According to an editorial published in the March issue of Plastic and Reconstructive Surgery, liposuction and tummy tucks are inappropriate procedures for childhood weight loss.

“The teenage years can be extremely tough for kids who are teased about their weight; however, liposuction and tummy tucks are not the answer,” says Roxanne Guy, MD, president of ASPS. “My message to young kids—proper diet and exercise are still the best ways to slim down.”

According to the editorial the use of liposuction to improve the health status of an obese individual, regardless of age, is not currently supported by scientific evidence. In fact, a 2004 New England Journal of Medicine study shows that the use of liposuction does not provide the same health benefits as diet-induced weight loss in obese people.

“There is no doubt some teenagers may physically and psychologically benefit from having plastic surgery,” says David Sarwer, PhD, associate professor of psychology at the Center for Human Appearance at the University of Pennsylvania School of Medicine and lead author of the editorial. “For example, ear surgery or nose reshaping may significantly improve a teenager’s self-esteem and body image. The desire to be thin, no matter how strong, does not justify the use of body-contouring procedures to treat childhood obesity when there is no data supporting their effectiveness.”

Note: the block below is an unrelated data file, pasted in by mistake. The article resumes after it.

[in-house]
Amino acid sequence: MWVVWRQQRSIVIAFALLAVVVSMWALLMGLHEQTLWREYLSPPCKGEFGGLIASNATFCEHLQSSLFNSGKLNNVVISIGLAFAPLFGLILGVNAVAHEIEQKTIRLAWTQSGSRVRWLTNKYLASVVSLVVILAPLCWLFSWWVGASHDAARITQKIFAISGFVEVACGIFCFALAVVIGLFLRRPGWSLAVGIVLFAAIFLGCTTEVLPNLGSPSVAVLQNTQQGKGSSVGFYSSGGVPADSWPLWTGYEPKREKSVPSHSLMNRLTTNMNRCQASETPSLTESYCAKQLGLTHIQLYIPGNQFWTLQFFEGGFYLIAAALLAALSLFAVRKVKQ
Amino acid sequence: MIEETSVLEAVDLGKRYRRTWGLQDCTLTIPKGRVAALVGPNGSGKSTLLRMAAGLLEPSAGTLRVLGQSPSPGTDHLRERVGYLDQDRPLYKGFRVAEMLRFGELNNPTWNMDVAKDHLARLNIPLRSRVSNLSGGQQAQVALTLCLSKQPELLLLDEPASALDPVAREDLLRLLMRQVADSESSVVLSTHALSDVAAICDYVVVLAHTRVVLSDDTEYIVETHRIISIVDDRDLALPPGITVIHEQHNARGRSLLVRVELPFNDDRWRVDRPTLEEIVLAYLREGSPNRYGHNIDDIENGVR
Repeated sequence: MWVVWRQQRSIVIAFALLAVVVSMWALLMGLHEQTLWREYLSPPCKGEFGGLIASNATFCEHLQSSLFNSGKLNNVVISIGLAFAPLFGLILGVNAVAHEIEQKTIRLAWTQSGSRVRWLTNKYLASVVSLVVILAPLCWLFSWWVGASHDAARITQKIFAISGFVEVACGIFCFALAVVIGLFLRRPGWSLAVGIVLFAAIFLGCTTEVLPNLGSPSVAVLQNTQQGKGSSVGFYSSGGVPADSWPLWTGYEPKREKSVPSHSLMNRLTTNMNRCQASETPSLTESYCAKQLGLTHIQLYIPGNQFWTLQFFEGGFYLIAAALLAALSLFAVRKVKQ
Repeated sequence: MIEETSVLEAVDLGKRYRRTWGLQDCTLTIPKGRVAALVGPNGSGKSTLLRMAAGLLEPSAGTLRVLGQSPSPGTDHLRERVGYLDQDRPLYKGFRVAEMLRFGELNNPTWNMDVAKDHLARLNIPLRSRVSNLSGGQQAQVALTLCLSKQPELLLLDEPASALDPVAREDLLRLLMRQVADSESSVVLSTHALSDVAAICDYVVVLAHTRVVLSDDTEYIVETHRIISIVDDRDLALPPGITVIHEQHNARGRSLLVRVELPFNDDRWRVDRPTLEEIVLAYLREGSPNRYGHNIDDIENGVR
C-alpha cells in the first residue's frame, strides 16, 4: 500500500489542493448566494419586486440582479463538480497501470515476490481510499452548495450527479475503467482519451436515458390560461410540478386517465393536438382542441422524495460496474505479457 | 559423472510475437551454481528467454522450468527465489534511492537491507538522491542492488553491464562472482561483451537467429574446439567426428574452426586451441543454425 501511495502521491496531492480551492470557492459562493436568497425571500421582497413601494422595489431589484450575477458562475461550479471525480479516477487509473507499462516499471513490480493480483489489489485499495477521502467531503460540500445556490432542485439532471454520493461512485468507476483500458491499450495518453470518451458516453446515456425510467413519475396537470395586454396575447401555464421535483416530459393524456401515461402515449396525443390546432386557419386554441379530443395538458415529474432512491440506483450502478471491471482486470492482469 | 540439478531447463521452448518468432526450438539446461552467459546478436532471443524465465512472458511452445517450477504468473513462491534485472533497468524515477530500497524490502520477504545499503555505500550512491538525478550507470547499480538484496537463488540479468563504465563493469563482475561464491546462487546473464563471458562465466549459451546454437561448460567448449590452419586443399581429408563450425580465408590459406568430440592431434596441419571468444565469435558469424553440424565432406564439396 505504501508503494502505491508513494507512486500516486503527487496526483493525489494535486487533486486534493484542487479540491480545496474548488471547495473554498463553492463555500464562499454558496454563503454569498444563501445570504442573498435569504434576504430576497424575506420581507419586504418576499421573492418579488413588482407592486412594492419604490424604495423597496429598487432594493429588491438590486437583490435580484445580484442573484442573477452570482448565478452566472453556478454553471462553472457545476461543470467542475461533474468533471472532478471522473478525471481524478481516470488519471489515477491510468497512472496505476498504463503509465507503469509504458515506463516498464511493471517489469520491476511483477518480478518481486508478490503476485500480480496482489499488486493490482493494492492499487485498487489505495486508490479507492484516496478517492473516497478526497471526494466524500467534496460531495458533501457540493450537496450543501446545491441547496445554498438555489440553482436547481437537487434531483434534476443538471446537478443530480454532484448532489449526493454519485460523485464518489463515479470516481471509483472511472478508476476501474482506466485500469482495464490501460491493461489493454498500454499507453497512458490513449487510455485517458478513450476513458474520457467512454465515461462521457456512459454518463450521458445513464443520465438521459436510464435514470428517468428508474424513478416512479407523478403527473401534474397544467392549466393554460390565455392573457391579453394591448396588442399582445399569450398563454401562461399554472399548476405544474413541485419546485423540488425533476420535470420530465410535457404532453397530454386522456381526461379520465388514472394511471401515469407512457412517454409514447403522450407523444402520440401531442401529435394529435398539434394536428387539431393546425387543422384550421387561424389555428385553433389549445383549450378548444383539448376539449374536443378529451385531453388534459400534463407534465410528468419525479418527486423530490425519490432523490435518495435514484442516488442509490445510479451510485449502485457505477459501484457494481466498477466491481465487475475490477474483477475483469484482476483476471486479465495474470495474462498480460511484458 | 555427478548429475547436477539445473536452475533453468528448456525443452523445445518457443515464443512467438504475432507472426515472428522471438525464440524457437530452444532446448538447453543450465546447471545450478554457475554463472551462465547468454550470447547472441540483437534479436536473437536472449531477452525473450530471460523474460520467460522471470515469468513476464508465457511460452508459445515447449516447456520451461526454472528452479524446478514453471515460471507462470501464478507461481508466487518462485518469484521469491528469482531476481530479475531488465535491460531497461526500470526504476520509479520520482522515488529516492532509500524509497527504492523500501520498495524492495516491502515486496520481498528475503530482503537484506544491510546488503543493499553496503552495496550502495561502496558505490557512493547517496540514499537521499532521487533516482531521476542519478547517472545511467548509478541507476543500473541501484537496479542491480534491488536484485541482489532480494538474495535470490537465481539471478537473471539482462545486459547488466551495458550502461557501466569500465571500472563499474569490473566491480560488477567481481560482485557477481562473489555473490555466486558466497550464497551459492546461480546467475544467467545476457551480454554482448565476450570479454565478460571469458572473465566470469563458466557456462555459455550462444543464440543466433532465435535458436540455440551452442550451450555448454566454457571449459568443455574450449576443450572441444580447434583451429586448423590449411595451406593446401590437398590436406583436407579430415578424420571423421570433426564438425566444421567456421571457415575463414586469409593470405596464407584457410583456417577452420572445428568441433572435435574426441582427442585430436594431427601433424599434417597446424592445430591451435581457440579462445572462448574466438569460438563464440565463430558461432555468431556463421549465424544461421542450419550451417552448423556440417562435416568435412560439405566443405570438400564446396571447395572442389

According to 2006 ASPS statistics, only 2% of all aesthetic plastic surgery procedures were performed on teens. The top three procedures were nose reshaping (48,000), male breast reduction (14,000), and ear pinning (10,000).

[www.medicalnewstoday.com, April 5, 2007]